The Grammys and Us

Sunday night was Grammy night on CBS. I watched most of it, and of course watching and listening to the performers made me think about writing and music, and what we are tasked with as writers.

First of all, writing can be a lonely job. We, for the most part, write alone. Occasionally we bring in a co-writer, but most often it is just us, sitting in a room somewhere, sweating over a keyboard or a pencil and paper, hoping to fill the page with words that matter.

Songwriters do the same. They most often write alone. Sometimes the professional songwriters set up writing appointments and write with others. But, however they do it, here's the important part: They write EVERY DAY. That regular exercise is the only way to hone your writing gift to a fine edge. I had a songwriter friend say one time to me, "I write every day, and that's what writers do. They write."

Yes, indeed they do. And, just spend a little time with great writers and you'll see that they are different. Their "chisel" is sharper than most, and they can sculpt unforgettable artistic beauty from the seemingly simplest blocks of "granite."

Just think about this: Musical standards like "Stardust" and "Bridge Over Troubled Water" were created in a writing room somewhere a long time ago, and we have never gotten over them. We continue to sing them, and even when we're not sure of the words, we still walk around humming them. That's why they're called "standards." We have classic music radio stations that play them somewhere and some time every day. In fact, this year's Grammys show was evidence that we have not gotten over The Beatles, Chicago, and others who graced that stage the other evening.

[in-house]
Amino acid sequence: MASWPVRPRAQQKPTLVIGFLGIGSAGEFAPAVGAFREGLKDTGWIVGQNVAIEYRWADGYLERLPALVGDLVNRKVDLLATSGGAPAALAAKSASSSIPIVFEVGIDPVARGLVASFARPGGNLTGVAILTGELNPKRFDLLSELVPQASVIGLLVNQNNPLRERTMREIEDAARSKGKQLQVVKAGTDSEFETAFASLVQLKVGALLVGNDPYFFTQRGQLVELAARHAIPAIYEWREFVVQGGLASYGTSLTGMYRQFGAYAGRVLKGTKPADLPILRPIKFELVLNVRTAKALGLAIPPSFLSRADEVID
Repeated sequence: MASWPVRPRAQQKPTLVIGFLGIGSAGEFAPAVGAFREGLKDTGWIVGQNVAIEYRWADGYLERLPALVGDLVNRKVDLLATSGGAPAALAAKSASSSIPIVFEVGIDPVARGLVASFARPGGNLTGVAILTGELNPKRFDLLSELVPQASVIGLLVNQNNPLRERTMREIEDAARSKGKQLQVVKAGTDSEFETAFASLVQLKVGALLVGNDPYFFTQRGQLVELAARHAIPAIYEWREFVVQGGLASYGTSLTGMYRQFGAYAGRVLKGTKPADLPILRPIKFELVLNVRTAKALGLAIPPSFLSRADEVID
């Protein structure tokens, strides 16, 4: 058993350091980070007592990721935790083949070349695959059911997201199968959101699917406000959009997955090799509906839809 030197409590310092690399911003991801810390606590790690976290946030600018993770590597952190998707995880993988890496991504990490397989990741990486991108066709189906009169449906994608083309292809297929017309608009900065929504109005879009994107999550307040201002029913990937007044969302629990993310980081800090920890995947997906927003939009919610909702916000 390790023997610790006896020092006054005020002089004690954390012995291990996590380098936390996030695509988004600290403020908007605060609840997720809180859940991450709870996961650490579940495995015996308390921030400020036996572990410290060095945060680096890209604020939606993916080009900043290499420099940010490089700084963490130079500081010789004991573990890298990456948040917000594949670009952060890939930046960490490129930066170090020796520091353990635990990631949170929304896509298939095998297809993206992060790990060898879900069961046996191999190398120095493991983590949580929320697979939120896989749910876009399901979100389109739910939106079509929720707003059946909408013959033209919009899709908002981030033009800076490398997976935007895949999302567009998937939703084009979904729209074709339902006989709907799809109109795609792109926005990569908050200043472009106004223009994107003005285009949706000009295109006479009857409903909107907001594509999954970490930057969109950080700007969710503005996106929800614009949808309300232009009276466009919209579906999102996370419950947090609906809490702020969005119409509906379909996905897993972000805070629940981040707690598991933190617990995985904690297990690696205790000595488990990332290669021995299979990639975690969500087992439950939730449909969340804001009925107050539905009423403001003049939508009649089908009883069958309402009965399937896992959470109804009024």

And, it's no secret that popular music can be a very accurate mirror of where we are as a society and what we are going through at the time. Think of the sixties and how many musical heroes were launched in the midst of turmoil and upheaval. At least as of last Sunday night, many of those stars who spoke for all of us continue to orbit with no sign of landing anytime soon.

That's important work, and quite a heavy mantle to wear that comes with a lot of responsibility. And, so, with that I'll offer an unsolicited observation that actually came from a young lady, the daughter of a good friend.

Every year, 20 or so old friends of mine gather around a bonfire on New Year's Eve and ring in the New Year with our families. Last year, I sat and visited with a 20-something year old young lady, who- though I did not know it at the time- is a very fine songwriter and singer. We discussed music for an hour or so, and then I asked her this:

"Who will your generation be listening to 30 or 40 years from now? Because we're still listening to Paul Simon, and Sting, and Sam Cooke."

Her startling reply came quickly: "No one."

I was shocked by her response. But before I could comment, she went on: "Because your generation's songs were about others. Ours are about ourselves. And, you can't make a long term connection with people, something truly unforgettable, unless you write with others in mind, and say for them what they cannot say for themselves."

I don't know if her assessment of the current state of popular music is entirely true or not, but her observation certainly gave me pause. And, I think as we launch the next crop of songwriters and authors that will surely shape their generation, it's something to consider.